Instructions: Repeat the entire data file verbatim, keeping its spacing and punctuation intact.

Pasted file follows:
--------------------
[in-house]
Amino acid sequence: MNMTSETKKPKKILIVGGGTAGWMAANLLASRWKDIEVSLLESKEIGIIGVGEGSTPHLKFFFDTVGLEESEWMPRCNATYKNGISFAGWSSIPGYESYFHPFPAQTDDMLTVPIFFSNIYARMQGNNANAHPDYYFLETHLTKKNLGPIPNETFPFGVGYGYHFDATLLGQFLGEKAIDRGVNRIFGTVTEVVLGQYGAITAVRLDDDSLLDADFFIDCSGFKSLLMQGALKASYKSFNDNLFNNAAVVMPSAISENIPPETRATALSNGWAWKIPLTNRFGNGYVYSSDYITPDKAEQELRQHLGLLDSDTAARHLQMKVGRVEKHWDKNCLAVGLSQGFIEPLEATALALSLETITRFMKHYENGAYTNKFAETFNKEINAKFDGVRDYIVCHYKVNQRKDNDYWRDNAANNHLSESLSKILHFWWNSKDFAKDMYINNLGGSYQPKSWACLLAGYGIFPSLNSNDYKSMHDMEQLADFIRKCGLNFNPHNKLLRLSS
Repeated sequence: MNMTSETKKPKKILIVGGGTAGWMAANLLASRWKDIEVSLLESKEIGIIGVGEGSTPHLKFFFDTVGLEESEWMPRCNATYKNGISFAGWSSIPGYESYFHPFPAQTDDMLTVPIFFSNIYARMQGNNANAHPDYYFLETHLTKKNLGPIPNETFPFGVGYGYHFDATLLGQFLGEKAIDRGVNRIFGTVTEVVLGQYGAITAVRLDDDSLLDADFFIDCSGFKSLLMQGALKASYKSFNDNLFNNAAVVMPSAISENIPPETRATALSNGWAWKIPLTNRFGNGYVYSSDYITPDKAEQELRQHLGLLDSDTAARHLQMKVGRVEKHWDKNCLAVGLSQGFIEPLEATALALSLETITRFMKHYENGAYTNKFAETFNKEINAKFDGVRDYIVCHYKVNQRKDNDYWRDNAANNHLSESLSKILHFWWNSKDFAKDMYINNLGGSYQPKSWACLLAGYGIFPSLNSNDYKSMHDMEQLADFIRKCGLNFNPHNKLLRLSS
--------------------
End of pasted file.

[in-house]
Amino acid sequence: MNMTSETKKPKKILIVGGGTAGWMAANLLASRWKDIEVSLLESKEIGIIGVGEGSTPHLKFFFDTVGLEESEWMPRCNATYKNGISFAGWSSIPGYESYFHPFPAQTDDMLTVPIFFSNIYARMQGNNANAHPDYYFLETHLTKKNLGPIPNETFPFGVGYGYHFDATLLGQFLGEKAIDRGVNRIFGTVTEVVLGQYGAITAVRLDDDSLLDADFFIDCSGFKSLLMQGALKASYKSFNDNLFNNAAVVMPSAISENIPPETRATALSNGWAWKIPLTNRFGNGYVYSSDYITPDKAEQELRQHLGLLDSDTAARHLQMKVGRVEKHWDKNCLAVGLSQGFIEPLEATALALSLETITRFMKHYENGAYTNKFAETFNKEINAKFDGVRDYIVCHYKVNQRKDNDYWRDNAANNHLSESLSKILHFWWNSKDFAKDMYINNLGGSYQPKSWACLLAGYGIFPSLNSNDYKSMHDMEQLADFIRKCGLNFNPHNKLLRLSS
Repeated sequence: MNMTSETKKPKKILIVGGGTAGWMAANLLASRWKDIEVSLLESKEIGIIGVGEGSTPHLKFFFDTVGLEESEWMPRCNATYKNGISFAGWSSIPGYESYFHPFPAQTDDMLTVPIFFSNIYARMQGNNANAHPDYYFLETHLTKKNLGPIPNETFPFGVGYGYHFDATLLGQFLGEKAIDRGVNRIFGTVTEVVLGQYGAITAVRLDDDSLLDADFFIDCSGFKSLLMQGALKASYKSFNDNLFNNAAVVMPSAISENIPPETRATALSNGWAWKIPLTNRFGNGYVYSSDYITPDKAEQELRQHLGLLDSDTAARHLQMKVGRVEKHWDKNCLAVGLSQGFIEPLEATALALSLETITRFMKHYENGAYTNKFAETFNKEINAKFDGVRDYIVCHYKVNQRKDNDYWRDNAANNHLSESLSKILHFWWNSKDFAKDMYINNLGGSYQPKSWACLLAGYGIFPSLNSNDYKSMHDMEQLADFIRKCGLNFNPHNKLLRLSS